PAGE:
Hello All, just received a copy of ''The Engineers Emporium'' catalogue of engines and castings, so a few questions off the group if I may, firstly, bearing in mind lathe has 3 1/4'' c/height and 18'' cent/s and my mill is not overly sturdy,has anyone with this type of tooling ever built any of their engines from castings. What is the quality of the ''castings'' for dimension tolerance and ease or otherwise of machining, I would appreciate any comments on above from the group. All the best for now, John.
Hi John. I havnt used the engineers emporium but have machined a set of castings for a Vulcan beam engine using similar eqipment to you. I managed OK just a matter of time cleaning up the castings by hand then using small cuts so not to over stress the machines. For size of model see Brunell models web site. Cant comment on quality as this is the first set of casting I have bought so nothing to compare with but there was ample excess material to allow machining.
I have a set of castings for the Junior engine from the Engineers Emporium. Apart from being all aluminium the castings they have a good finish in the raw state. Although I have not started building it yet I dont see why they should not yield a good finish when machined. There was an intresting build article started in the Model Engineer back in 2002 issue 4176 on how to build this engine on a small 31/2 lathe by Stan Bray.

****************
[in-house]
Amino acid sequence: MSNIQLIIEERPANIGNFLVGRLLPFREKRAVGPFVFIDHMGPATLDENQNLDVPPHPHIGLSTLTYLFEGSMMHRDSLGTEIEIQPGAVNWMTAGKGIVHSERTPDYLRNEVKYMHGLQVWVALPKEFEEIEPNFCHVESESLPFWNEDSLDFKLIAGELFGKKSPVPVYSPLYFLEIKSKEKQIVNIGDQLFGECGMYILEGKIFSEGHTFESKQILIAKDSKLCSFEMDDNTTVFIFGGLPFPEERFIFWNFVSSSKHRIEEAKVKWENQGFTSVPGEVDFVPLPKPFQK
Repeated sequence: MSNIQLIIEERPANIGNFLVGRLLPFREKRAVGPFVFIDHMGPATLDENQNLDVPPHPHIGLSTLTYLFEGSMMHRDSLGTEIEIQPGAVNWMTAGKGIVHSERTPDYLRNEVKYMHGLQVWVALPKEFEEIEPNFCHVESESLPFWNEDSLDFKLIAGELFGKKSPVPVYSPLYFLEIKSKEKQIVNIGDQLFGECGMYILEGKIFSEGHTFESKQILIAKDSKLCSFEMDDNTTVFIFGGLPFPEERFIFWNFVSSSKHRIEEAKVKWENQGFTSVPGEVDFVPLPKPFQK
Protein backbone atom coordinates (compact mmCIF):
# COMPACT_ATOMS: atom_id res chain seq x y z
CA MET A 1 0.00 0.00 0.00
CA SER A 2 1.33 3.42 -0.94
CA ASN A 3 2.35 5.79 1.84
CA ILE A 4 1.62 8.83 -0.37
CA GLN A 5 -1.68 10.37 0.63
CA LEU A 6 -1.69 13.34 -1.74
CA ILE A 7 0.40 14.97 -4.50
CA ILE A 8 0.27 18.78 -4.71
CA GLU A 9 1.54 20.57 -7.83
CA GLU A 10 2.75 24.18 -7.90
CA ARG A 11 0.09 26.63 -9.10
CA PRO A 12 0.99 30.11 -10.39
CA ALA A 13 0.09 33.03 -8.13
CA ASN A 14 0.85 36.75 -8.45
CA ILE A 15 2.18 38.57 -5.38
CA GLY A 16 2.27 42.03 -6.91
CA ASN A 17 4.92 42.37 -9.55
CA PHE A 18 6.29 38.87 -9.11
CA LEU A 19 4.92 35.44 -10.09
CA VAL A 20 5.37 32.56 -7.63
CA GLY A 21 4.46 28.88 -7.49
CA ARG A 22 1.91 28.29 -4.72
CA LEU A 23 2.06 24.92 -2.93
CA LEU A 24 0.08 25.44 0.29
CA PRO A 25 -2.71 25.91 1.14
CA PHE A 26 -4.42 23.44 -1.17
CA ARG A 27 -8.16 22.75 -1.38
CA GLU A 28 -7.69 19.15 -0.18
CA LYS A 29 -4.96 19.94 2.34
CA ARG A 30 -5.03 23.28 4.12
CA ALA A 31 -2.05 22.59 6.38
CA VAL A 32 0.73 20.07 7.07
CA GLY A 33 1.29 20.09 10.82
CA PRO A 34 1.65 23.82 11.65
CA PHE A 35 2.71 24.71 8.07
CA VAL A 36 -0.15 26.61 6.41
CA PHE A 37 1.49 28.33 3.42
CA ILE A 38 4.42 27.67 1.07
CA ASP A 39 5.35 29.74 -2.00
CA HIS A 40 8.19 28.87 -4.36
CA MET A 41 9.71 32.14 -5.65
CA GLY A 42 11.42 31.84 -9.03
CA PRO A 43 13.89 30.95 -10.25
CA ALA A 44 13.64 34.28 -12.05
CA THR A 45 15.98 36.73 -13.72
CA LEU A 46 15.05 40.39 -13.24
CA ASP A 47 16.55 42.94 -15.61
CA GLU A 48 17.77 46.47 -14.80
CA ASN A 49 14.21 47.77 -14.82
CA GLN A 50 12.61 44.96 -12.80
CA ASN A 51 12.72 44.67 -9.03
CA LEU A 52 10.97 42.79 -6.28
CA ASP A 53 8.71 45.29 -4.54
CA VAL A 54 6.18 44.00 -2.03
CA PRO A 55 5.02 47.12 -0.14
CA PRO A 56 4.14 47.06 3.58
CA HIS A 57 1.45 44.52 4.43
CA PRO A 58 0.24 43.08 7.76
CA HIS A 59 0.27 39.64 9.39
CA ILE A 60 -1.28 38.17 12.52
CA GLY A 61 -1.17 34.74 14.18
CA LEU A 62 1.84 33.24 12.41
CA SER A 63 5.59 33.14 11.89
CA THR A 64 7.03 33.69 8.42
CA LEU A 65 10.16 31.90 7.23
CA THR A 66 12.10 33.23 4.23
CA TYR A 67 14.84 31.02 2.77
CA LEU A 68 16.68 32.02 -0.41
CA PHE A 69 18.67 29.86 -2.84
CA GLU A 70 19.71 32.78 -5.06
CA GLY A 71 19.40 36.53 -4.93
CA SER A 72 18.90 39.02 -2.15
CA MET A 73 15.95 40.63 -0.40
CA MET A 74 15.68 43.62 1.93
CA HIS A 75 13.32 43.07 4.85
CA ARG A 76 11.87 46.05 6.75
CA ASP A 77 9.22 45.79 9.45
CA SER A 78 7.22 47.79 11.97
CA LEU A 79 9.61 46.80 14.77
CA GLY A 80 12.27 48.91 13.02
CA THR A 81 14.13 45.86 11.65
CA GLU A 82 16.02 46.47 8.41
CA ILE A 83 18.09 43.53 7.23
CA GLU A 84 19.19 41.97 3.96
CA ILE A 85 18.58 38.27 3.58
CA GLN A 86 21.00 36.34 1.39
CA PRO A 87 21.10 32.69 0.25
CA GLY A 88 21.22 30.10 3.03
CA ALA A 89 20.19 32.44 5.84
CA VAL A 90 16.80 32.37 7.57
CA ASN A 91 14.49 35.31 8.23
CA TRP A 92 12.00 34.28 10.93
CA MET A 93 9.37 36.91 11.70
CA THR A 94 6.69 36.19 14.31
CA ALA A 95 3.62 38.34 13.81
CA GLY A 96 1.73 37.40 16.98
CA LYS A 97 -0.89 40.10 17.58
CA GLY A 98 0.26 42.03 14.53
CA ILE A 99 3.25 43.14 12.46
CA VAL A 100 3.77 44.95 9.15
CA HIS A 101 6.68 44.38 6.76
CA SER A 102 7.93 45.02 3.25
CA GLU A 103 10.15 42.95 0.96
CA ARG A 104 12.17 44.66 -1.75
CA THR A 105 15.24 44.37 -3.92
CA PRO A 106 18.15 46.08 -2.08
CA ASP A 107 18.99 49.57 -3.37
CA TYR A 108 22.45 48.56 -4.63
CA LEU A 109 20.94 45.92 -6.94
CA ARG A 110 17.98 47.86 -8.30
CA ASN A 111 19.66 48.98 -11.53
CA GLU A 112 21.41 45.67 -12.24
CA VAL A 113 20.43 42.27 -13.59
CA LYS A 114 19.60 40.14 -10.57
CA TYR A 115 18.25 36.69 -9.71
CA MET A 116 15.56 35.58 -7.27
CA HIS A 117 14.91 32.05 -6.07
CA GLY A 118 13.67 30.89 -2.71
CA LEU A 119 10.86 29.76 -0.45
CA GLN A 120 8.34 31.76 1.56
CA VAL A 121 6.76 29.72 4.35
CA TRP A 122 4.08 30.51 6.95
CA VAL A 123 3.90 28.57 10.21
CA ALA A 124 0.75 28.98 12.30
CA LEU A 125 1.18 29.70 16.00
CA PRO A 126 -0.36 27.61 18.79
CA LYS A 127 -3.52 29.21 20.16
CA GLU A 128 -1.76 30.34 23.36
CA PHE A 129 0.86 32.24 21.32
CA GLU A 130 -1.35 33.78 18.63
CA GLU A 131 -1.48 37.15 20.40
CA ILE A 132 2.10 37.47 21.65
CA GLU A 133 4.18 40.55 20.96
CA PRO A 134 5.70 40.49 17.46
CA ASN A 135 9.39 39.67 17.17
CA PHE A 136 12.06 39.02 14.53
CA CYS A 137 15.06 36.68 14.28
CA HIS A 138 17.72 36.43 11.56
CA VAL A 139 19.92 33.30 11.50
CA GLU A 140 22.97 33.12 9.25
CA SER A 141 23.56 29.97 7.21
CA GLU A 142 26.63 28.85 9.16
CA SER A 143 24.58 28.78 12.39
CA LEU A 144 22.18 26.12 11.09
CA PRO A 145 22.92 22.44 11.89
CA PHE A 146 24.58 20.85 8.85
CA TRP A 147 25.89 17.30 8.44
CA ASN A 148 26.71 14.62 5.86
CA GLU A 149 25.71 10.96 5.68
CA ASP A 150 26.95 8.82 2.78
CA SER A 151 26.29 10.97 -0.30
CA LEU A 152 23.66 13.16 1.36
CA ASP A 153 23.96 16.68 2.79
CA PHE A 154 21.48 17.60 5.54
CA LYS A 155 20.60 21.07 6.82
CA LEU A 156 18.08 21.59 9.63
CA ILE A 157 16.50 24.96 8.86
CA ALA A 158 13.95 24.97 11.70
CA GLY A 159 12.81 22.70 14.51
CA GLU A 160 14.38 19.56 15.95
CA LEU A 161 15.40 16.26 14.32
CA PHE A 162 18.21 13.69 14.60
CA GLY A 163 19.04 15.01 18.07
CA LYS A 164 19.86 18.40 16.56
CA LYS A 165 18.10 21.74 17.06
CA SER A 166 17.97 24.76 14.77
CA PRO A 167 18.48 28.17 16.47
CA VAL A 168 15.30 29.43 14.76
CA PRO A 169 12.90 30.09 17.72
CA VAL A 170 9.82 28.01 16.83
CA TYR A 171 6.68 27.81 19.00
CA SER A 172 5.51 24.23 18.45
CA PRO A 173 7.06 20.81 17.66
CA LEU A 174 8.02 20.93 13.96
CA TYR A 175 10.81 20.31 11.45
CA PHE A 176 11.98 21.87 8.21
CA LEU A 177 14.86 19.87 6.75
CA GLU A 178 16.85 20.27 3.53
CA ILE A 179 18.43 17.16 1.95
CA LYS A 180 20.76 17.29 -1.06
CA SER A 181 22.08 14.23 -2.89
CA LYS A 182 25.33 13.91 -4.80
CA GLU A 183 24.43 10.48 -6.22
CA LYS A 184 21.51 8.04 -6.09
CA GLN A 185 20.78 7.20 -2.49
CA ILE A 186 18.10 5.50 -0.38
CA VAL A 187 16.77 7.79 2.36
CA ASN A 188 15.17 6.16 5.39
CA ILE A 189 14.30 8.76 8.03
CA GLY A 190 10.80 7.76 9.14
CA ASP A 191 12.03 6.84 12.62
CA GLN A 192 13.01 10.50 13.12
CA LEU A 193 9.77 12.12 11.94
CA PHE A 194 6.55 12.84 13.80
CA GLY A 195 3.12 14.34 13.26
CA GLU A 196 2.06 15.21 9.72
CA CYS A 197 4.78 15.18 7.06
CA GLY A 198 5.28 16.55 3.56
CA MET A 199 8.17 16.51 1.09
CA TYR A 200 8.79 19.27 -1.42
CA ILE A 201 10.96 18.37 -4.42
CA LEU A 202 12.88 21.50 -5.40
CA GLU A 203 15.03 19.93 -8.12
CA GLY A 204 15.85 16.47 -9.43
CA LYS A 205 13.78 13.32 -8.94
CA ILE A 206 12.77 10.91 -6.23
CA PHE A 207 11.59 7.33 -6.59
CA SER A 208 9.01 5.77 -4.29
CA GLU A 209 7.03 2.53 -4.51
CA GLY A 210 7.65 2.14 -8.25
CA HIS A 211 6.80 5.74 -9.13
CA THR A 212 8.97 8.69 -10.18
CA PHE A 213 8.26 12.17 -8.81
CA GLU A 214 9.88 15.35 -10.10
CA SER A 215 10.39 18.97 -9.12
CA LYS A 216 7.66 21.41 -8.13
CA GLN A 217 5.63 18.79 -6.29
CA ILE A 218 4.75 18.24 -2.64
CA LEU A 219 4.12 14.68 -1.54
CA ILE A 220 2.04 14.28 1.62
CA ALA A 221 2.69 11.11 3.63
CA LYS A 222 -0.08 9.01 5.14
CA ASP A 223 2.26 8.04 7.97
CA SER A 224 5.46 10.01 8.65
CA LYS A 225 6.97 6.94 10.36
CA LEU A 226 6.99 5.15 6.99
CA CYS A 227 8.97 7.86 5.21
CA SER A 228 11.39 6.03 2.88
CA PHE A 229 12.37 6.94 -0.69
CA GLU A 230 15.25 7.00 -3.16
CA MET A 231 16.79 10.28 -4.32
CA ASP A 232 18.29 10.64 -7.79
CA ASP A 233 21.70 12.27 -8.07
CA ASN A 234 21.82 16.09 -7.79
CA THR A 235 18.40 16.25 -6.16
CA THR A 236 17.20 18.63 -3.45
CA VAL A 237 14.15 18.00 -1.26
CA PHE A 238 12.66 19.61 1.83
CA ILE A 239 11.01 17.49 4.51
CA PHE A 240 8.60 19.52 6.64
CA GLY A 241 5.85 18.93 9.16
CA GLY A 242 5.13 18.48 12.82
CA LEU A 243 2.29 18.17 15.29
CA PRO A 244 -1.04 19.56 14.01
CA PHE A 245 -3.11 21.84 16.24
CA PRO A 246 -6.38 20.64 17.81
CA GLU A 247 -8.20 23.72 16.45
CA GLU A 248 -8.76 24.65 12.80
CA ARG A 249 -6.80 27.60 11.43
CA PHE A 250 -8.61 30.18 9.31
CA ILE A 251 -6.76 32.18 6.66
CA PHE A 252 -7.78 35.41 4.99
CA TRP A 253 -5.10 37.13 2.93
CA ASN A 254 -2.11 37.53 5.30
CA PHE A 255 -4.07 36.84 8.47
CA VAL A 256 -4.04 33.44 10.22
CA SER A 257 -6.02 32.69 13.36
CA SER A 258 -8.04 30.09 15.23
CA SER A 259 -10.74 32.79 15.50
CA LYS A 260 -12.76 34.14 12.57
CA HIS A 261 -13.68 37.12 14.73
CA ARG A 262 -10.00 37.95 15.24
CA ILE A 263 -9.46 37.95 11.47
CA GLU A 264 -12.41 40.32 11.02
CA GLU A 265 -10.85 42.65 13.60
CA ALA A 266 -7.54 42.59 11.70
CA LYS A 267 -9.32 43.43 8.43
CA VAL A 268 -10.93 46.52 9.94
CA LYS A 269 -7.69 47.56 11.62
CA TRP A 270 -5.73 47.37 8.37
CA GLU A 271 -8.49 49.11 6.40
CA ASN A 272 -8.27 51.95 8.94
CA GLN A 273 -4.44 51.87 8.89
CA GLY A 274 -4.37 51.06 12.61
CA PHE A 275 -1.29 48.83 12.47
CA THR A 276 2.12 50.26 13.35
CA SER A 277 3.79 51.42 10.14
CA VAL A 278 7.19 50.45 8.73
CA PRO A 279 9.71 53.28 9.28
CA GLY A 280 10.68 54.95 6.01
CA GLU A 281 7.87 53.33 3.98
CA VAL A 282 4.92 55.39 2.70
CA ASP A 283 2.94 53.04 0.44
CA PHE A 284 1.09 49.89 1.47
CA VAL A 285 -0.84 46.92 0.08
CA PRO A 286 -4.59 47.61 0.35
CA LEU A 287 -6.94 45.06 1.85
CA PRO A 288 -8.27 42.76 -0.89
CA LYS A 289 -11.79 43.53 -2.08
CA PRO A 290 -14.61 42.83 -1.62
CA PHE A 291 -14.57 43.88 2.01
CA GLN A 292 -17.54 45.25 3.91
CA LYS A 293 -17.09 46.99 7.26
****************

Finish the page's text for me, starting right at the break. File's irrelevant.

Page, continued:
Hi folks, thank you Andy and Chris, I will have to do a bit more research on their engines, meantime I am well on the way with the James Coombes table engine, I machined the bearing set today,...Tricky>>> but worked out well, the flywheel I bored and reamed on the mill, then made a tight fitting mandrel with a slight taper, this will let me machine the outer diameter on one of the clubs lathes, mine just is not big enough, next job is the crankshaft and the crank web casting. All the best for now. John.
The offer of my lathe, 16 1/2" swing (210mm centre height), still stands, although I think I am going to Cultra this Saturday with John and his Sweet Pea. Maybe see you there? Otherwise I'm home on Sunday and then from next Friday if you're thinking of coming to me.
Hi John The James Coombes looks as if it has the same flywheel casting as the Victoria, I had a bit of a problem machining it which hopefully you won't have but it's worth knowing about. I found the outer rim totally impossible to turn due to that hard chrystaline crust that you sometimes get on cast iron [don't know what the technical name for it is?], tipped tools just slipped off it or if forced shattered, and my lathe wouldn't go slow enough and isn't powereful enough to get a deep cut underneath it. I solved it by carefully removing it with an angle grinder and then it machined no problem. I haven't come across this with any other Stuart castings and I've just finished the No 9 flywheel without probems but as the saying goes, forewarned is forearmed. Ron
Hi Ron, thank you for the info, I will bear that in mind. I meant to ask you if I might have a copy of the drawing of the ''reversing gear'', at some time I will attempt to fit my engines with them. All the best for now. John.